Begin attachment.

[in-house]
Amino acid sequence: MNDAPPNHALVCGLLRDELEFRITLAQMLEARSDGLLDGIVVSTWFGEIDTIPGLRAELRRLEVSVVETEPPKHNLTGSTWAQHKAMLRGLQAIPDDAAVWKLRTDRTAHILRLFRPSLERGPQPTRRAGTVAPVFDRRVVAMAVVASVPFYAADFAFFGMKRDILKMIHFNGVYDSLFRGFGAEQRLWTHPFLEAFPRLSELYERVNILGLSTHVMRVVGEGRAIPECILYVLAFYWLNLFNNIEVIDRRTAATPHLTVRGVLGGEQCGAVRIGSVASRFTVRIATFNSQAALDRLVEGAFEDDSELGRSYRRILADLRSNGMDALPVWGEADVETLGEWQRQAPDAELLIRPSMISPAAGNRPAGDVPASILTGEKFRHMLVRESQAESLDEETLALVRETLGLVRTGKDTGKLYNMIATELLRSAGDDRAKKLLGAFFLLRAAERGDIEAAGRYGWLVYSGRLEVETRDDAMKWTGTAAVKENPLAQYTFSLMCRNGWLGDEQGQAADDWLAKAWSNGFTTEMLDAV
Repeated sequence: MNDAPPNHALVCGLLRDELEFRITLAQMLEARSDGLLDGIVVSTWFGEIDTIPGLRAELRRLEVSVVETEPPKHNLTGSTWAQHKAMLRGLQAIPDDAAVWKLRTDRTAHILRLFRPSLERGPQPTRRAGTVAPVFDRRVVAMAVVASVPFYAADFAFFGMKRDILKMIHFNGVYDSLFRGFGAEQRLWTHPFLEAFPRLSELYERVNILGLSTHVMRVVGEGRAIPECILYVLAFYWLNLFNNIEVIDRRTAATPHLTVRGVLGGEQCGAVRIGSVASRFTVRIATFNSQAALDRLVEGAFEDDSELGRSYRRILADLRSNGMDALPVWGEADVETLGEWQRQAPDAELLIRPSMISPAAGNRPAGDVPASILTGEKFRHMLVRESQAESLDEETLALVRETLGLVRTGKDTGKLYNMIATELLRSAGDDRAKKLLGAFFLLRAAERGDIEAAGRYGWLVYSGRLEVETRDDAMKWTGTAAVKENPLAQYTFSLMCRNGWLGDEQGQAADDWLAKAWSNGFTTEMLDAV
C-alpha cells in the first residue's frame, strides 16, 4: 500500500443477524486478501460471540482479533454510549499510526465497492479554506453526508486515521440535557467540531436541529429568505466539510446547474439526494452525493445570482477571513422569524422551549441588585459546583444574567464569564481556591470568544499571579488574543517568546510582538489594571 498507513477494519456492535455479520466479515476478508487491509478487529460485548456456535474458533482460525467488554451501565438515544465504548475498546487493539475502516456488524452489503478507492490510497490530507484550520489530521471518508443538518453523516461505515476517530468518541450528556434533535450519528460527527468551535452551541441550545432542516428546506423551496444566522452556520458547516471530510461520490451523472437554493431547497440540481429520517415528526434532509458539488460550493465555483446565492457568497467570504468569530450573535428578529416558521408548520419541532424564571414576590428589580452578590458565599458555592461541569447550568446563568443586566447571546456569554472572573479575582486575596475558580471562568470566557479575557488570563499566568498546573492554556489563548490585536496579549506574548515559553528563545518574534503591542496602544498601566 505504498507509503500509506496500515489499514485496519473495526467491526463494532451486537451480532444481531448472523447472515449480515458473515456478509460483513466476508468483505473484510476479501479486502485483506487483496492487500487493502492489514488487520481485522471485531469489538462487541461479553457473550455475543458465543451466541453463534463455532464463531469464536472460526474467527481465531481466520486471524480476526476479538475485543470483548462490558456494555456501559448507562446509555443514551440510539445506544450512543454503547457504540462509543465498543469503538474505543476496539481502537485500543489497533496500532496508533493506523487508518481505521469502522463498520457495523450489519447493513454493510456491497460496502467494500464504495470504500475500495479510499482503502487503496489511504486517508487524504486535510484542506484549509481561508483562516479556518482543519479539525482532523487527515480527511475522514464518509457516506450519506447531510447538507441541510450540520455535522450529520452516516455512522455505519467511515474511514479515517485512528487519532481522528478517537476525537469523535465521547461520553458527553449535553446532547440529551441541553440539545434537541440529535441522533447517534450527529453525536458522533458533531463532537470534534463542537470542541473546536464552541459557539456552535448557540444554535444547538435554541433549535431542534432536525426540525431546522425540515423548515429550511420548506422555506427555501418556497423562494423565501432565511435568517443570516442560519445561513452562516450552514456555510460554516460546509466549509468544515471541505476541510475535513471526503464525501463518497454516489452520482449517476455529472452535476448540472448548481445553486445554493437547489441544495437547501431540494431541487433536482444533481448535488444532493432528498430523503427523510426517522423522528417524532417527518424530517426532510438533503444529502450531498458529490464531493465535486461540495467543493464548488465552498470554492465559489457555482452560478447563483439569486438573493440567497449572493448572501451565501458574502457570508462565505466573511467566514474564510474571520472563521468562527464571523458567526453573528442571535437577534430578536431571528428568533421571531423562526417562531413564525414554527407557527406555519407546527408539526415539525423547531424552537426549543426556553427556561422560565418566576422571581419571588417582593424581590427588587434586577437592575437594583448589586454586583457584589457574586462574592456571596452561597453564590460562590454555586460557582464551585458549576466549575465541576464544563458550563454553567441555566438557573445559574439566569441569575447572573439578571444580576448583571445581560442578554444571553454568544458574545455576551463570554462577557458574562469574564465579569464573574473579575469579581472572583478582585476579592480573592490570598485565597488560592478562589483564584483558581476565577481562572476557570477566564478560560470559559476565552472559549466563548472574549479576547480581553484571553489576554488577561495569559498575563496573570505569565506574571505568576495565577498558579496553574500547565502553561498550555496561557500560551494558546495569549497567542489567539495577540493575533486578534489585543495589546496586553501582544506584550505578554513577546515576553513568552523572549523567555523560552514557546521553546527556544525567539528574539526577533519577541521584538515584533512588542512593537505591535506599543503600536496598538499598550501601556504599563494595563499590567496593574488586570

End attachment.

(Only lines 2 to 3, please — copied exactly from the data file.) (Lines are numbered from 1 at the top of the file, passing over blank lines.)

Amino acid sequence: MNDAPPNHALVCGLLRDELEFRITLAQMLEARSDGLLDGIVVSTWFGEIDTIPGLRAELRRLEVSVVETEPPKHNLTGSTWAQHKAMLRGLQAIPDDAAVWKLRTDRTAHILRLFRPSLERGPQPTRRAGTVAPVFDRRVVAMAVVASVPFYAADFAFFGMKRDILKMIHFNGVYDSLFRGFGAEQRLWTHPFLEAFPRLSELYERVNILGLSTHVMRVVGEGRAIPECILYVLAFYWLNLFNNIEVIDRRTAATPHLTVRGVLGGEQCGAVRIGSVASRFTVRIATFNSQAALDRLVEGAFEDDSELGRSYRRILADLRSNGMDALPVWGEADVETLGEWQRQAPDAELLIRPSMISPAAGNRPAGDVPASILTGEKFRHMLVRESQAESLDEETLALVRETLGLVRTGKDTGKLYNMIATELLRSAGDDRAKKLLGAFFLLRAAERGDIEAAGRYGWLVYSGRLEVETRDDAMKWTGTAAVKENPLAQYTFSLMCRNGWLGDEQGQAADDWLAKAWSNGFTTEMLDAV
Repeated sequence: MNDAPPNHALVCGLLRDELEFRITLAQMLEARSDGLLDGIVVSTWFGEIDTIPGLRAELRRLEVSVVETEPPKHNLTGSTWAQHKAMLRGLQAIPDDAAVWKLRTDRTAHILRLFRPSLERGPQPTRRAGTVAPVFDRRVVAMAVVASVPFYAADFAFFGMKRDILKMIHFNGVYDSLFRGFGAEQRLWTHPFLEAFPRLSELYERVNILGLSTHVMRVVGEGRAIPECILYVLAFYWLNLFNNIEVIDRRTAATPHLTVRGVLGGEQCGAVRIGSVASRFTVRIATFNSQAALDRLVEGAFEDDSELGRSYRRILADLRSNGMDALPVWGEADVETLGEWQRQAPDAELLIRPSMISPAAGNRPAGDVPASILTGEKFRHMLVRESQAESLDEETLALVRETLGLVRTGKDTGKLYNMIATELLRSAGDDRAKKLLGAFFLLRAAERGDIEAAGRYGWLVYSGRLEVETRDDAMKWTGTAAVKENPLAQYTFSLMCRNGWLGDEQGQAADDWLAKAWSNGFTTEMLDAV